|Chinese boats near the Ogasawara Islands|
The Fisheries Agency has recently indicated that China and Japan have reached an agreement to increase measurements to prevent Chinese fishing vessels from illegally poaching coral in Japan's waters. The representatives of the two governments met in the city of Dalian in northeast China and agreed to implement a tougher crackdown and enforce harsher penalties on the culprits. The deal came when several ships assumed to be from China had been discovered poaching red coral in the waters around Ogasawara and Izu Islands south of Tokyo, prompting demands for stricter punishing measurements. The two countries also agreed to establish a hotline to improvise contact between appropriate authorities in deterring poachers, while extending cooperation to see how poached coral is sold. As part of the agreement, the number of Chinese vessels functioning in Japan's exclusive economic zone (EEZ) and Japanese vessels in China's EEZ for the 2014 fishing season will amount to 303. The catch allotment for each country's boat will be decreased by 373 tons to 9,441 tons. In addition, the countries agreed to reduce the number of Chinese vessels by 100 to 17,989 in waters that have not been marked off in the East China Sea. Japanese vessels, on the other hand, would stay unchanged at approximately 800. Furthermore, Japan has increased fines for poaching in addition to illegal fishing within its waters amidst the recent rise in Chinese coral poachers in the Pacific Ocean. The events of poaching have also resulted in arrests of Chinese boat captains.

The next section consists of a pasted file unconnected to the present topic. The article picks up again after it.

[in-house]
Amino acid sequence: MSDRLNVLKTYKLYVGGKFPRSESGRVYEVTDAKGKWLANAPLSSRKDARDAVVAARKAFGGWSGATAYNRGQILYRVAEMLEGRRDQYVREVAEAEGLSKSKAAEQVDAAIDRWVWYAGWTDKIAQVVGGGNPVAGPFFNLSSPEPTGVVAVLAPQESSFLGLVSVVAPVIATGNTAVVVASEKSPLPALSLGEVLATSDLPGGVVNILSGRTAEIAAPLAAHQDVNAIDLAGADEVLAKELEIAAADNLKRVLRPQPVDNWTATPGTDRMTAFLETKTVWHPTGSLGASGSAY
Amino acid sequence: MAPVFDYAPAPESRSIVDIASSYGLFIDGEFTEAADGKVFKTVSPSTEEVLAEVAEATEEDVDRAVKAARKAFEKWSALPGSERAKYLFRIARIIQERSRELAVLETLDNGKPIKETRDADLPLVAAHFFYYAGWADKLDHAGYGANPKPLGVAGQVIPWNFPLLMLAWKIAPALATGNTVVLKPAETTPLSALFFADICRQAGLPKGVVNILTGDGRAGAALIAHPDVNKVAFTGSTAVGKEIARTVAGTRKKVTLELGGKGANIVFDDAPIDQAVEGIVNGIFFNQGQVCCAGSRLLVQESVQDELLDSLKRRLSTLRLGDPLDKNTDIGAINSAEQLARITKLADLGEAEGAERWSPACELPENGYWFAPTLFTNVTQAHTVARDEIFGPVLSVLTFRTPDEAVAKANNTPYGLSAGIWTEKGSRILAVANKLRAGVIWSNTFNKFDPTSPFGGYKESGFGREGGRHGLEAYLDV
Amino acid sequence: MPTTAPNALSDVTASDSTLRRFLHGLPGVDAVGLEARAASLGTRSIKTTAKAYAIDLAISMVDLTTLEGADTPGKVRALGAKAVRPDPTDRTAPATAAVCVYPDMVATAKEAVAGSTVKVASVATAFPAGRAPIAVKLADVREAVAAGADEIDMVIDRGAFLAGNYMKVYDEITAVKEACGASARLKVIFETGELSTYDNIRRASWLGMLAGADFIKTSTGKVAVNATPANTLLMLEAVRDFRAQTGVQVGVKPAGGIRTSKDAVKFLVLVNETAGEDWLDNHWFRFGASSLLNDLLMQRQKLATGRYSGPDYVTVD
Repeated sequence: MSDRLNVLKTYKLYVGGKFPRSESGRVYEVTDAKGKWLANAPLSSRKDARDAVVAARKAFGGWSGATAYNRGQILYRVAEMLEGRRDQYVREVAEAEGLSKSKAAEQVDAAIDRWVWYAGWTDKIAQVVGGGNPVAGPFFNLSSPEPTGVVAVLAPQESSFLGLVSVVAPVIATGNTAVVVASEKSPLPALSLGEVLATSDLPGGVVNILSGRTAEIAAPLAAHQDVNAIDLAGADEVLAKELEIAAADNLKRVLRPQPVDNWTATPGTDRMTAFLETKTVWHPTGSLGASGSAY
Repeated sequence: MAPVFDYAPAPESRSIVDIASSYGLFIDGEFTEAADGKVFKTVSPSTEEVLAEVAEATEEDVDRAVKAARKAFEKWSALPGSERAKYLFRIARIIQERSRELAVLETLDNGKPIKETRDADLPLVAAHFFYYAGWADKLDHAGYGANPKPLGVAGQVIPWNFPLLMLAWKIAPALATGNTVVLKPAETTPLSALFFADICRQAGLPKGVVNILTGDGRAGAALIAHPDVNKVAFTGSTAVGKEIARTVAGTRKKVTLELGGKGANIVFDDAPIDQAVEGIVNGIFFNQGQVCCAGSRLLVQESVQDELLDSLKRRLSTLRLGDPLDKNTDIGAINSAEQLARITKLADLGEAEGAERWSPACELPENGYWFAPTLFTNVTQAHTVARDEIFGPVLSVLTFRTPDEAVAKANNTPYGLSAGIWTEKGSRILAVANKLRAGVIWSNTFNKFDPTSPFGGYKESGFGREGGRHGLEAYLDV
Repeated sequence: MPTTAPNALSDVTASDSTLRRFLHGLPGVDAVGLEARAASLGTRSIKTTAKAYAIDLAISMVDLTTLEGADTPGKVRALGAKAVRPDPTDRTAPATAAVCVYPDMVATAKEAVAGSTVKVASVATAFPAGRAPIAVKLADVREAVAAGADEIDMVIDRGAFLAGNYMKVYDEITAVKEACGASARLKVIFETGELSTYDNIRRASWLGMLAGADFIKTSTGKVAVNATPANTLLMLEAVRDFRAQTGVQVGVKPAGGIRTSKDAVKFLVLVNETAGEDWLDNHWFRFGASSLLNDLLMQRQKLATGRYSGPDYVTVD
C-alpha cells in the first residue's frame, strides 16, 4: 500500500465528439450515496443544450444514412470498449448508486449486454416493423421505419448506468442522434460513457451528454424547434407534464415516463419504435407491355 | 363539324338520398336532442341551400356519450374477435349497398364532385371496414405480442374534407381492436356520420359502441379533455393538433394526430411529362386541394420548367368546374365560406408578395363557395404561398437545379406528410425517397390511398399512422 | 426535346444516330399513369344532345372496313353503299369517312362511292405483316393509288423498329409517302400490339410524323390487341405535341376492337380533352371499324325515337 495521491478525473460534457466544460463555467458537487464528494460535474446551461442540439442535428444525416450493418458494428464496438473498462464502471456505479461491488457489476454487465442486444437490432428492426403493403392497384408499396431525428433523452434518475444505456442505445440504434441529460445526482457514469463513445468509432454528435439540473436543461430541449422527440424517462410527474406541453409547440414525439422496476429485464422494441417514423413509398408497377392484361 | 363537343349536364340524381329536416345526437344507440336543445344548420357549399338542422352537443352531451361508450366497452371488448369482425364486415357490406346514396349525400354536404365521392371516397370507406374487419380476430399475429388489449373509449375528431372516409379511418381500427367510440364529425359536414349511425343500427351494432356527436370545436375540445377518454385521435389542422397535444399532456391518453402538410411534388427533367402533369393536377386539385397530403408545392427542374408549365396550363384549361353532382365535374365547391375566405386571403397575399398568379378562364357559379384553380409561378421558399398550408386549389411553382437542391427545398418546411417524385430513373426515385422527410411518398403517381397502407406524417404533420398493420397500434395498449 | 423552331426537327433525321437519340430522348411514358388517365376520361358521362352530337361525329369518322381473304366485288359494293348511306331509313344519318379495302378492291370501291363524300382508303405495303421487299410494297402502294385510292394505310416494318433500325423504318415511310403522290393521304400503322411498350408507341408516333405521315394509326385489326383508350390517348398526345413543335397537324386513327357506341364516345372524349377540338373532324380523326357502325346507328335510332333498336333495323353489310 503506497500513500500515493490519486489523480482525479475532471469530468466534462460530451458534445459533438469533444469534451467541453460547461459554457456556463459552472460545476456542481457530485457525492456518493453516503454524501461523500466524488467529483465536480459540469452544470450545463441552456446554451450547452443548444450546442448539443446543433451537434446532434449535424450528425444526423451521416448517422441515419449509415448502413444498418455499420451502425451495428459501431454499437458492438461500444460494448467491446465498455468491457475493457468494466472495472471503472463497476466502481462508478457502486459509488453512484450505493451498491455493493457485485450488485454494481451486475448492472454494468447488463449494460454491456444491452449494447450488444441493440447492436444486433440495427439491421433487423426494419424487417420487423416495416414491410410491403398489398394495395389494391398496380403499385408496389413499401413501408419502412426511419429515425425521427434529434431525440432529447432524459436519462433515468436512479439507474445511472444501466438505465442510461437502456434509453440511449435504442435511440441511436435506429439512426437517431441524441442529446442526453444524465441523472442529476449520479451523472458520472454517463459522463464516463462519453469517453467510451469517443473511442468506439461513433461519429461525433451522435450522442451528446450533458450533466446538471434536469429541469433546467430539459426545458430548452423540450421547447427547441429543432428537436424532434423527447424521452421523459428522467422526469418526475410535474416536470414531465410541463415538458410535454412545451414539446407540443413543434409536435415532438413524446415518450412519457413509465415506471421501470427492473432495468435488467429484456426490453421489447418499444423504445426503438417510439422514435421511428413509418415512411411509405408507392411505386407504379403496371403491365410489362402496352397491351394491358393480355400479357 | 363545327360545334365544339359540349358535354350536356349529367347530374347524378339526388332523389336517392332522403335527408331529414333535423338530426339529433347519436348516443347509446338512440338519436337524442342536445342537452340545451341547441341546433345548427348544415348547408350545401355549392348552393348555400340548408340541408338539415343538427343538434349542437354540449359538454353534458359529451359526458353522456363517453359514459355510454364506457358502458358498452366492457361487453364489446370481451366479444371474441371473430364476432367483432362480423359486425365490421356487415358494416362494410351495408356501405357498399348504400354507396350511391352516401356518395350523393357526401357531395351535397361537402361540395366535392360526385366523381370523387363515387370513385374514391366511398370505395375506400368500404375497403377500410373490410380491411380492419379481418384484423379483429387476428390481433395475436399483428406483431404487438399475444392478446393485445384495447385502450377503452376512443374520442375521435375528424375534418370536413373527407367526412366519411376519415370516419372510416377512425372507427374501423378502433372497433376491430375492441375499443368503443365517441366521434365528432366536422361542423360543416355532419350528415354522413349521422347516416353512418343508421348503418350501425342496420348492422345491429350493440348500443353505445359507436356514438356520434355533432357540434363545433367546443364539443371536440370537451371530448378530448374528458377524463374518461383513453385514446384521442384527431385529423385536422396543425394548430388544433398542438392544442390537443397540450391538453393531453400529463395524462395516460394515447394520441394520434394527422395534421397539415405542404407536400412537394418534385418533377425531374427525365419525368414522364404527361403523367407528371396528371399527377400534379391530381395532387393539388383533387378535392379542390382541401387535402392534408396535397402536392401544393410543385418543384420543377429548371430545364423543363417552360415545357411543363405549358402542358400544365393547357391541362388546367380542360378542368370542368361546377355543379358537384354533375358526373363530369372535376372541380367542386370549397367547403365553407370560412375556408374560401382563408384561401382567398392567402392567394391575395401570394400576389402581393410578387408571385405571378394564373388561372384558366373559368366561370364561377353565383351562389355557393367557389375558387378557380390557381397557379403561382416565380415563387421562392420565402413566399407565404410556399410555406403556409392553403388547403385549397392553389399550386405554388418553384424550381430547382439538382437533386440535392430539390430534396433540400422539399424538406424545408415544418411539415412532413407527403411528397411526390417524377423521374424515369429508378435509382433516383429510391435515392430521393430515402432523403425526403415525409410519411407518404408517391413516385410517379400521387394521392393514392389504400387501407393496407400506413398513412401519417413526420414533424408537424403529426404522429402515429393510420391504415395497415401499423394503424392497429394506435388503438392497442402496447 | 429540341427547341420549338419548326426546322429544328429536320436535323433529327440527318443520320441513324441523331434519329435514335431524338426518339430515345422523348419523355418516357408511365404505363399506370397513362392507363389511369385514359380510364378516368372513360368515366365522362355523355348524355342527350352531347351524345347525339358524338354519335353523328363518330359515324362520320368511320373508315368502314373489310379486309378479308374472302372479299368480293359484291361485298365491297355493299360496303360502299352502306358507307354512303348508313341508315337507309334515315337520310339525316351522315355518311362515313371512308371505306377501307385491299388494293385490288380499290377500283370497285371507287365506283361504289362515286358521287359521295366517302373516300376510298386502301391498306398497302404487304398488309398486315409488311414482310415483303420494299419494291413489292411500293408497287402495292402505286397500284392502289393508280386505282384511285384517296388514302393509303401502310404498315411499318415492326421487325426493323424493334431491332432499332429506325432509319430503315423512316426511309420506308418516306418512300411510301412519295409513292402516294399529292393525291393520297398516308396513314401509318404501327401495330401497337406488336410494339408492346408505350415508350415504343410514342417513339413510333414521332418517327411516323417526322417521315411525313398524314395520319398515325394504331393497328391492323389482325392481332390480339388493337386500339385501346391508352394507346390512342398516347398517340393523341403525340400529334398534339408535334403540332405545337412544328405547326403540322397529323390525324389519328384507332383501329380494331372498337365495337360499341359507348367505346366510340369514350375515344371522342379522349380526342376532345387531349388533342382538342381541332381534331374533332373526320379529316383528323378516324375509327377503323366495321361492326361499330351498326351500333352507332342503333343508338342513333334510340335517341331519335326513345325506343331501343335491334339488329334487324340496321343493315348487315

It is wonderful to see that China and Japan have reached a deal in tackling the threat of coral poaching. But it is especially important that both the countries should strictly stick to the components of the agreement and refrain from any loopholes that would promise poachers freedom to continue their illicit business of destroying coral. Red coral is highly valued in China for jewelry and continues to be exploited as a result of ongoing demand. In order to further prevent any red coral from being sold, China should administer crackdowns on jewelry stores suspected of selling ornaments made from red coral and factories suspected of manufacturing products from red coral. Furthermore, public awareness and education programs should be imposed to encourage regular people from purchasing jewelry made from red coral. This would provide red coral with further protection and hopefully a chance to survive for a long period of time. A similar procedure should be established regarding the battle against the illegal ivory trade, especially in China where the demand for ivory remains high and results in countless numbers of elephants being ruthlessly slaughtered for their tusks.
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